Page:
It was never hardwired into me to perceive my gender as an outright disadvantage. But at the same time, I can recognise that I wouldn’t be where I am today without a strong network of people around me – both men and women in my professional and personal lives – who have wanted to see me flourish in my job, no matter my gender.
While I know I am very fortunate in my experience, gender bias is a very serious issue that society is still collectively battling. In fact, a new UN report has found at least 90% of men and women hold some sort of bias against females. Understandably, fighting gender bias is one of the key objectives of this year’s International Women’s Day’s #EachforEqual campaign, encouraging the notion of ‘Collective Individualism’. The campaign believes, collectively, each one of us can help create a gender equal world.
It is actually very easy to be lulled into viewing people and things through a single gender bias lens, which is due to the inherent bias that is still prevalent in our society. And it is this limiting frame of reference that is having a material impact on the way our world works.
In the height of summer, for example, we still see women carrying sweaters as they head into the office. This is because building temperature standards were created in the 1960s – a time when there were more men in the workplace. The optimal working temperature for men’s bodies is lower than their female colleagues. Despite there being much more gender parity in the offices of today, there are still concerns that thermostats are outdated around the world.
This is just one example explored in the recently released ‘Invisible Women: Exposing Data Bias in a World Designed for Men’ by Caroline Criado-Perez, which looks at the impact of historical and often ongoing male-centric design on our day-to-day lives. It underlines our collective need to take a very conscious approach to re-framing our society in a way that doesn’t lead to this sort of innate gender bias.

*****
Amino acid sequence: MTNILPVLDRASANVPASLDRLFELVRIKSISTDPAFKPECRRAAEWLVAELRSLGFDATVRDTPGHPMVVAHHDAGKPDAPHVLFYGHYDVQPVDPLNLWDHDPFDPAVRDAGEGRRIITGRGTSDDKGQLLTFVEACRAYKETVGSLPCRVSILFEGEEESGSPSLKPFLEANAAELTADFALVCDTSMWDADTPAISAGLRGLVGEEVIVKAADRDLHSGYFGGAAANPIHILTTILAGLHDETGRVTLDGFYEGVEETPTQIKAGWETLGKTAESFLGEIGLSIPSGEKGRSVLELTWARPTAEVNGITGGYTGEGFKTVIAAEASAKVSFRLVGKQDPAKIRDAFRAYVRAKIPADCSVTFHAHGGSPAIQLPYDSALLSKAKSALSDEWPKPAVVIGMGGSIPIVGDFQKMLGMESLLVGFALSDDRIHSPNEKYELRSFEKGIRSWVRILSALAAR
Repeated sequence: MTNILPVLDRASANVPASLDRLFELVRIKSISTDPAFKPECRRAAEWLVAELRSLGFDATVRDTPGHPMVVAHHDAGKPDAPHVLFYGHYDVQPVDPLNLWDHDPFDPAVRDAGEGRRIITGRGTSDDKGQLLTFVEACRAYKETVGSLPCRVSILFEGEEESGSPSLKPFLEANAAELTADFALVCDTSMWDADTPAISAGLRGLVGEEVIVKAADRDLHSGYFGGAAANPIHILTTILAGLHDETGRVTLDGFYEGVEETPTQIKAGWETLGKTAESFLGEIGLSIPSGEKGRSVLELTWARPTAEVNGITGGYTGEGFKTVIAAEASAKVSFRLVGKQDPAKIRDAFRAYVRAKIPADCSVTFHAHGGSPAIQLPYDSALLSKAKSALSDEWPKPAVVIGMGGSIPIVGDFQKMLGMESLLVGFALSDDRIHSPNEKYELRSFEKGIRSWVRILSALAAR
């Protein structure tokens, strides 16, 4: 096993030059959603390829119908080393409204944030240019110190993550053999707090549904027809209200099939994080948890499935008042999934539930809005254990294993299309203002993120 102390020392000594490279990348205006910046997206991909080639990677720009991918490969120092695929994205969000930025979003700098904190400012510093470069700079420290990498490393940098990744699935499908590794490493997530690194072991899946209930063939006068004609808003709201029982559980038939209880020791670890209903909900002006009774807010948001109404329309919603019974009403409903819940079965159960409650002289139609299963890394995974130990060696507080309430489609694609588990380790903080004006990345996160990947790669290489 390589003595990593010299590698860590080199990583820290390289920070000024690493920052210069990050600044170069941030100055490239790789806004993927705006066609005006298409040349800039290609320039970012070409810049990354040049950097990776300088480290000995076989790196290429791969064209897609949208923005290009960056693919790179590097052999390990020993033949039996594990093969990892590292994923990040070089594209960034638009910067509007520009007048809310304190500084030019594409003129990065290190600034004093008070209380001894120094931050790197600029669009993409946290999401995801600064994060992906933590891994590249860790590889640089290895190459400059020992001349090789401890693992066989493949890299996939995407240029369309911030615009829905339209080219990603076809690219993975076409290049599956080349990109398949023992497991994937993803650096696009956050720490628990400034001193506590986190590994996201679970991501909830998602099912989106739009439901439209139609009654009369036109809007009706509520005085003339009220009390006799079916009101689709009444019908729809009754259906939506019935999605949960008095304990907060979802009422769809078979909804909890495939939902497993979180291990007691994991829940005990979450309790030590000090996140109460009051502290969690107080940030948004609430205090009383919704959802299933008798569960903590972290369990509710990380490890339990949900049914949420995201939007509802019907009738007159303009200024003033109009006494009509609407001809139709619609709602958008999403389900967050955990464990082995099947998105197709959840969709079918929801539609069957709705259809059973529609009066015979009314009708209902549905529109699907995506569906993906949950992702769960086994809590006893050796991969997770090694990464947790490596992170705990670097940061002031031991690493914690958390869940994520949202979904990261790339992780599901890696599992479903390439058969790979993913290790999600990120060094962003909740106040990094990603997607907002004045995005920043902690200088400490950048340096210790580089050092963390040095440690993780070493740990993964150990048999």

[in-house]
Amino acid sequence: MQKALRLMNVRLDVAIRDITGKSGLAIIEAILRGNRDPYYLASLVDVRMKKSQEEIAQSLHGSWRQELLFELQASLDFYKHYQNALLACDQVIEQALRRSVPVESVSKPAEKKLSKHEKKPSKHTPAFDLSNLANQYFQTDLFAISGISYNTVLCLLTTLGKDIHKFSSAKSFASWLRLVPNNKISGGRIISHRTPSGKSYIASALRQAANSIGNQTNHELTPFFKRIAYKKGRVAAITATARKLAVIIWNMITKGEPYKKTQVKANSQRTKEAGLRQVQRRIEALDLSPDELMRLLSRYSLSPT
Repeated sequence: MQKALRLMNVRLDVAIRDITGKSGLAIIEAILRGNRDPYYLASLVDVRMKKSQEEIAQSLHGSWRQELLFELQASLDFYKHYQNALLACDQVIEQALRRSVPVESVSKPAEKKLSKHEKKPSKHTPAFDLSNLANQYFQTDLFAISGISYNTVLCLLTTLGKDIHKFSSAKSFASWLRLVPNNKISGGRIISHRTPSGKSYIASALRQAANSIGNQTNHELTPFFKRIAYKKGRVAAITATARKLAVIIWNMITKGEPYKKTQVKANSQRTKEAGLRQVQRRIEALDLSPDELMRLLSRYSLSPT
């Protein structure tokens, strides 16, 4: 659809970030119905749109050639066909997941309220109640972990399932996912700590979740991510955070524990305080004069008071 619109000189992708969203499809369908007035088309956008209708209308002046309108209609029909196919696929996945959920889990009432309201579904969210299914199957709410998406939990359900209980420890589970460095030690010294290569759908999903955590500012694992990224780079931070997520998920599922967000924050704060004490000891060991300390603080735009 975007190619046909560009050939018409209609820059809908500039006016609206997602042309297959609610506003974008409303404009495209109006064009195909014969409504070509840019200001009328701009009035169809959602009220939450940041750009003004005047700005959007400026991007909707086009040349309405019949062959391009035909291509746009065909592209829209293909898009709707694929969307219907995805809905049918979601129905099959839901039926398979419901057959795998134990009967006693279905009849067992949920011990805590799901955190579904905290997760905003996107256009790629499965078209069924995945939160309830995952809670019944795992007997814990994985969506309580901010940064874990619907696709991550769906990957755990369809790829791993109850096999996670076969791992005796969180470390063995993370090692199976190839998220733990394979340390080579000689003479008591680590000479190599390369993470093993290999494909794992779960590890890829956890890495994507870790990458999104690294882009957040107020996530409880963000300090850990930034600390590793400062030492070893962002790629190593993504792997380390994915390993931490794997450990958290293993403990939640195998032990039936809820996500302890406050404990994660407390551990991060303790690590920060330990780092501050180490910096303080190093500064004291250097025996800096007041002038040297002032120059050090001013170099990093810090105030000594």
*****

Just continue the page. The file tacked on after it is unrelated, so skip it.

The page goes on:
This is particularly important in the field of technology, which is becoming increasingly embedded into all aspects of our society and our lives. The nascent field of AI, for example, has already been called out for having a gender bias problem – and this has to change if we are all to truly benefit from it.
I believe AI manifests itself in four forms: automation (taking on jobs people do mechanically and that do not require human consciousness), assistance (such as chatbots), autonomy (independently operating) and augmentation. The last of these is where the real opportunity lies in enhancing humans’ abilities and value – delivering the biggest benefit of AI to organisations and consumers. However, these benefits will only truly be reaped if the data underpinning this technology remains unbiased.
It’s been said that AI is “learning gender bias from humans”. AI is about elevating the human value proposition and human consciousness. But if any one group dictates this, the resulting solutions will not be inclusive. Since AI analyses patterns that are based on historical data, models can be skewed if they lack demographic categories such as a balanced representation of female data. Equally, humans are the ones responsible for ensuring that the rules (labels, techniques, etc.) reflect the social context and this, therefore, leaves AI open to further conscious and unconscious bias.
To avoid gender bias – or any bias, in fact – and develop inclusive solutions, we therefore need to make sure that not only the target audience of a solution is representative, but so, too, are the teams creating them. As time passes, we must also ensure they are fit for future purpose – not only the immediate context. Just remember the freezing women around the world in office environments designed for men!
We can’t expect all commercial organizations to become fully representative of our society overnight, but an easy first step in this direction is to at least have a balanced team. Diversity brings different viewpoints and characteristics to the table, which is fundamental to achieving inclusive innovation and solutions. As a group that’s been discriminated against historically, in my experience, women often approach problems in a more empathetic manner.
So, on International Women’s Day (and beyond), my advice to women – and society – is to view everything from the lowest of the least common denominator, so we can create more empathy-driven solutions that will work for the most under-represented segments of society as well.
The aim? A future where the question of gender doesn’t even come into the equation.